Vila do Bispo was once known as the bread basket of the Algarve, due to the many windmills found in the area to mill the wheat. Today, the visitor will find a town that tumbles down the hill with narrow cobbled lanes and the parish church standing sentinel.
Whether you are planning to live and work in the Algarve, retire or invest, the region has something for all.
Vila do Bispo is placed on the edge of the national park known as Parque Natural do Sudoeste Alentejano e Costa Vicentina (Southwest Alentejo and Vicentine Coast Nature Park). There are two International Schools nearby; Vale Verde in Burgau and Nobel in Espiche, with Faro airport, public and private hospitals, and also a motorway network connecting the Algarve to the rest of Portugal and Spain easily accessible.
Whilst infrastructure is important, so too is lifestyle and in the Algarve, you can enjoy whatever pace of life you prefer. The region offers year-round cultural events, an international racetrack, major golfing tournaments and much more for visitors and residents alike. With many of the Algarve’s beaches winning the Blue Flag the coast is an important asset for residents and a major tourist attraction.
Vila do Bispo has a year-round international community living in the town and its environs. For those enjoying sports there is much to choose from; tennis, golf courses, cycling routes, diving, surfing, walking and birdwatching to name but a few. For those who prefer less energetic activities there are choirs, amateur dramatic groups, bands and much more in the region to keep you busy.
With the coast close on two fronts, beaches vary from those on the west coast that offer long rolling waves to those on the south that are more sheltered.
Most faiths are represented in the region offering the opportunity to worship locally.
Restaurants and bars
One thing you will not be short of in Vila do Bispo is somewhere to eat and drink. There is a wide selection of bars, restaurants and cafés offering a choice of different cuisines. Using locally caught fish and shellfish, the area is well known for dishes such as cataplana (clam and fish or pork dish), jantar de grão (chickpea with pork) and papas moiras (pork and corn flour patties) and a must-try are perceves (barnacles).
To download a guide to the Algarve’s wine, click here
For a Cataplana recipe book click here
For traditional Portuguese recipes download here
There are several small supermarkets and an Aldi in the town. If there is anything else you need, Sagres and Praia da Luz are a short drive away where you will find larger supermarkets and daily markets selling fresh fish, fruit, vegetables, dried fruit and preserves.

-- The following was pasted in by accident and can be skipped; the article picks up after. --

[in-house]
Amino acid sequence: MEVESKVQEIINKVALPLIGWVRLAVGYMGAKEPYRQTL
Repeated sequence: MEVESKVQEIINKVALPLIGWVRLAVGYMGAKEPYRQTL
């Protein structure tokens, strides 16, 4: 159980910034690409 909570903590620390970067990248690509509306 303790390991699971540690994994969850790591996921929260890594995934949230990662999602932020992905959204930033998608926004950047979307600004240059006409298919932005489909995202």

There are two shopping malls to the east; one in Portimão and the second, Algarve Shopping, in Guia (near Albufeira) where shoppers will find all their favourite stores. With plenty of seats in the sun, restaurants and cafés and a multi-screen cinema located in Algarve Shopping, the late-night shopping means you can work or relax throughout the day.
Throughout the year there are many fairs, festivals and shows, too many to list however, for up-to-date information on current events click here
The town, Aldeia do Bispo, was mentioned in a royal charter from the 14th century and it is believed that there has been a human presence in this area as far back as the Neolithic period and very possibly the Palaeolithic period. There is a large number of menhirs in the area with vestiges of the past showing that the Cape of St Vincent (most south-westerly point of Europe) was a place of importance for pilgrims.
In 1992, Vila do Bispo was twinned with Nishinoomote, Japan, and subsequently the main square, Praça de Tanegashima, was named in honour of the friendship between the two towns.
The parish church of Vila do Bispo, Nossa Senhora da Conceição, is well worth a visit. It was finished in the late 18th century and is richly ornamented with Baroque elements throughout. There is a museum attached to the church.
During the 15th century Sagres, just 8kms away, was the base for the Voyages of Discovery which were instigated by Prince Henry the Navigator with the subsequent trade between Africa and Portugal bringing a great deal of wealth to the Algarve. There is a fortress that includes a church, museum, outdoor compass and also the lighthouse on Ponta de Sagres, with a light that reaches 20kms out to sea.
If you are feeling in need of an active history lesson, an interesting trail to follow in the Algarve is the Umayyad Route, the path which the Arabs travelled throughout the Iberian Peninsula and Europe starting in the 8th century through to the 13th.